# Two sample hypothesis test with unknown standard deviation problem help

The problem:

The International Air Transport Association surveys business travelers to develop quality ratings for transatlantic gateway airports. The maximum possible rating is 10. Suppose a simple random sample of 50 business travelers is selected and each traveler is asked to provide a rating for the Miami International Airport, and another simple random sample of 50 traveling agents that qualified at the Los Angeles airport.

The exercise provided the data but I will just give you the summary of each sample:

Miami (1):

Size: $$n_1=50$$

Mean: $$\overline{x}_1=6.34$$

Standard deviation: $$s_1=2.1629$$

Los Ángeles (2):

Size: $$n_2=50$$

Mean: $$\overline{x}_1=6.72$$

Standard deviation: $$s_1=2.3737$$

There are two questions:

1. With α = 0.025, perform hypotheses test to determine that the two airports are highly competitive.

2. Using the information of the first problem, perform a hypothesis test, with α = 0.025, to determine if there is a significant difference between the two airports.

This is what I did.

$$H_0: μ_1=μ_2$$ $$H_1: μ_1≠μ_2$$

For the critical value:

Freedom degrees: $$n_1+n_2-2=50+50-2=98$$

Since the α = 0.025 and I believe this is two-tailed $$\frac{α}{2}=0.0125$$ But this number does not appear in the table of t. So I used a website to give me the critical value.

Critical Value: $$t=±2.276$$

Since there is unknown the population standard deviation or variance, I looked for the pooled sample variance.

This is the formula I used:

$$s_p^2=\frac{(n_1-1)s_1^2+(n_1-1)s_2^2}{n_1+n_2-2}$$

$$s_p^2=\frac{(50-1)(2.1629)^2+(50-1)(2.3737)^2}{50+50-2}=5.1563$$

$$t$$-statistic:

$$t=\frac{\overline{x}_1-\overline{x}_2}{\sqrt{\frac{s_p^2}{n_1}+\frac{s_p^2}{n_2}}}$$

$$t=\frac{6.42-6.72}{\sqrt{5.1563(\frac{1}{50}+\frac{1}{50})}}=-0.6609$$

The null hypothesis is not rejected because -0.6609 falls in the region between -2.276 and 2.276.

The data does not show that there is a significant difference between the means of the quality ratings for the airports of Miami and Los Angeles.

Am I right?

If I am, this answers the second question but, what I have to do with hypothesis test to determine that the two airports are highly competitive?

Thanks in advance for any help.

• Thanks for showing what you have tried. I hope my Answer takes care of some of your questions. – BruceET Oct 26 '19 at 5:18

## 1 Answer

(1) "Highly competitive" is not a statistical term, and I see no guidance in the surrounding information to guess what that means in terms of a test of hypothesis.

(2) "[D]etermine if there is a significant difference between..." is a standard way to suggest testing the null hypothesis that the airports have equal popularity against a two-sided alternative, as you have it at the beginning of your work.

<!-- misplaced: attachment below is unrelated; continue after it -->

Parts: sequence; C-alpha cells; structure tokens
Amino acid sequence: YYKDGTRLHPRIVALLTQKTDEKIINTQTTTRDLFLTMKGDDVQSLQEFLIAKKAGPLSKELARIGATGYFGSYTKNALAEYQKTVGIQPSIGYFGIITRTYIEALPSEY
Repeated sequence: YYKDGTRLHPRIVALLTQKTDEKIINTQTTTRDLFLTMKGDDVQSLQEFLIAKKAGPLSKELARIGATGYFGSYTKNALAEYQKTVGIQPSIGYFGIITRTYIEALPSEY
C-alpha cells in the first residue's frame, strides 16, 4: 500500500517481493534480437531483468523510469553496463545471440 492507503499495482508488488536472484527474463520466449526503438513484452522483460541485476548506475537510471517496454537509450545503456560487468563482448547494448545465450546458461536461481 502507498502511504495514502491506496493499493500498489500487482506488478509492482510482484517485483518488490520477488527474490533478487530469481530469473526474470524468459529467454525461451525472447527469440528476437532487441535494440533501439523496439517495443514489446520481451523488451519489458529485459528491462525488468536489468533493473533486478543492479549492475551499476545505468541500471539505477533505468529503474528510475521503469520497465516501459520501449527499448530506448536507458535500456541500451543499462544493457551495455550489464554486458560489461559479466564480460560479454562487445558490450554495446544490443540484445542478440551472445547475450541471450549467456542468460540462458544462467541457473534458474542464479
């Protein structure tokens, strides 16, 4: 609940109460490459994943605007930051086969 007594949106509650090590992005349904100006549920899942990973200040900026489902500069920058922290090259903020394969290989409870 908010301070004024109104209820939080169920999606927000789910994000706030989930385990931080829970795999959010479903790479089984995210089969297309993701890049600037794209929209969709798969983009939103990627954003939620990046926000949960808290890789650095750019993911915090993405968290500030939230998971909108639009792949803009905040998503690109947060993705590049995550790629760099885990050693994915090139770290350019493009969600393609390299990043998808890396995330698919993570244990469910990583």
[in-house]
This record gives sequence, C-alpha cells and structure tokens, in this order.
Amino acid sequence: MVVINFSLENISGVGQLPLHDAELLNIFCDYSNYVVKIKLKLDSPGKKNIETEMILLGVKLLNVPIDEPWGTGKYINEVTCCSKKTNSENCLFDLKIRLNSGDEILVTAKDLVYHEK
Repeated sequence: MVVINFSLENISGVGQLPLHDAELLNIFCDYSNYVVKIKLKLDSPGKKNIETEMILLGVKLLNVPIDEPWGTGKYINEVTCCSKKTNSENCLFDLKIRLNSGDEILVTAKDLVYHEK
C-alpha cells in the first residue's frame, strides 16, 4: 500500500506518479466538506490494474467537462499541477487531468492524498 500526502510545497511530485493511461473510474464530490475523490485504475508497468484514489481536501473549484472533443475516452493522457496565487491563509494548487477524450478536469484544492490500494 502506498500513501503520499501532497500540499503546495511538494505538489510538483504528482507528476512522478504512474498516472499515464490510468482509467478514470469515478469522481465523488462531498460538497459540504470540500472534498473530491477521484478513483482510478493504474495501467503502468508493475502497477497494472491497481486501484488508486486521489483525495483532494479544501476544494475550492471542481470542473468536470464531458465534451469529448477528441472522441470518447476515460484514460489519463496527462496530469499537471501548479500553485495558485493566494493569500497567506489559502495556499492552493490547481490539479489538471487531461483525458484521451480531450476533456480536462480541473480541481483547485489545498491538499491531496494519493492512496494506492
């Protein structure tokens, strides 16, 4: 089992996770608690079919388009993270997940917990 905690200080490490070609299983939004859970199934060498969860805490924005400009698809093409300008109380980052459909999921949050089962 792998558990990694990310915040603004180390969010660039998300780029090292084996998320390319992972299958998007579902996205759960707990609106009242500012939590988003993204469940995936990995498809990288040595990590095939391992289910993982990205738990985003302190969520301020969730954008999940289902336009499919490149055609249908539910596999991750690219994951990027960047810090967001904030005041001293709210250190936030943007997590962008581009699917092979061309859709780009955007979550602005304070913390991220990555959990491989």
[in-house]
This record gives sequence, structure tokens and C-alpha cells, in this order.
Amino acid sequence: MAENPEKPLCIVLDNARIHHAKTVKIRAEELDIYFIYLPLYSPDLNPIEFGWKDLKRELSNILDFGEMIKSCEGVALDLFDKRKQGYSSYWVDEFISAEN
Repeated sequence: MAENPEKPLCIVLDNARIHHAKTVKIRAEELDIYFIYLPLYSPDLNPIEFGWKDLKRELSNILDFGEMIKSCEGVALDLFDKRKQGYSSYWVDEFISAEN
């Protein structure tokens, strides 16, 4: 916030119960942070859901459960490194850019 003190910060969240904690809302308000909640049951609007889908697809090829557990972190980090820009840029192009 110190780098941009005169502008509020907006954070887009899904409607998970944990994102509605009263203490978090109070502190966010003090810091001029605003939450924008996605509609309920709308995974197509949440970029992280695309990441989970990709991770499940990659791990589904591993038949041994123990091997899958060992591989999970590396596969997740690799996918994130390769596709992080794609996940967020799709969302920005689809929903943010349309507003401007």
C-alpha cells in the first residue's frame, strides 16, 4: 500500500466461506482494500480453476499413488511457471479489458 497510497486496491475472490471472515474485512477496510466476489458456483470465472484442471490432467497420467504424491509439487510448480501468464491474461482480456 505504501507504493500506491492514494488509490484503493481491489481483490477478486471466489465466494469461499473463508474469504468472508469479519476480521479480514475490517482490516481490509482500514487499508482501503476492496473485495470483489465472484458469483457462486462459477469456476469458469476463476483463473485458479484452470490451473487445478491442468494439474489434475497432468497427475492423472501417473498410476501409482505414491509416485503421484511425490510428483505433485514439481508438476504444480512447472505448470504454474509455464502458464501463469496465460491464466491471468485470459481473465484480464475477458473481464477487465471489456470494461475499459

Some of the language about the two groups makes me wonder if comparable subjects were randomly chosen to rate the two airports: "business travelers" for Miami and "traveling agents that qualified" for Los Angeles. That doesn't seem to be parallel terminology, and I wonder why not.

You have chosen to do a pooled two-sample t test. I will show you output from Minitab statistical software based on the information given:

Two-Sample T-Test

Sample   N  Mean  StDev  SE Mean
1       50  6.34   2.16     0.31
2       50  6.72   2.37     0.34

Difference = μ (1) - μ (2)
Estimate for difference:  -0.380
T-Test of difference = 0 (vs ≠):
T-Value = -0.84  P-Value = 0.405  DF = 98
Uses Pooled StDev = 2.2707


I have verified the pooled SD 2.2707 and t statistic -0.84 by direct computation. I think you may have a mistake or two in your computation of the t statistic. (The formula looks OK.)

The P-value for a 2-sided test is the sum of the areas under the density curve for Student's t distribution for 98 degrees of freedom (a) below -0.84 and (b) above 0.84. Ordinarily, you can't find P-values from printed tables of the t disribution. However, the distribution $$\mathsf{T}(98)$$ is very close to standard normal, so you could get a good approximation from printed standard normal tables.

The exact computation in R is shown below; it matches the printout. You can't reject the null hypothesis at the 2.5% level because the P-value exceeds 0.025.

2*pt(-.84, 98)
[1] 0.402953


Critical values for a test at the 2.5% level cut 1.25% of the probability from the upper and lower tails of $$\mathsf{T}(98).$$ From R, critical values are at $$\pm 2.2274.$$ Put in another way, you would reject the null hypothesis at the 2.5% level if $$|T|\ge 2.2274;$$ you don't reject because $$|T| = 0.84.$$

qt(.0125, 98)
[1] -2.276362


The graph below shows the density function of $$\mathsf{T}(98).$$ Vertical dotted lines show the critical values. The observed value of the T statistic is shown by the solid vertical line. The P-value is twice the area under the curve to the left of the solid vertical line.

Notes: (i) In R statistical software pt is a CDF of a t distribution and qt is the inverse CDF or quantile function of a t distribution. (ii) The same procedure in Minitab that shown the t test also shows a confidence interval for the difference in means. I edited out the CI because it does not seem directly relevant to your question.

• I saw my error in the t-statistic: I put 6.42 instead of 6.34. Thank you so much for the time to explain. <3 – gi2302 Oct 28 '19 at 3:35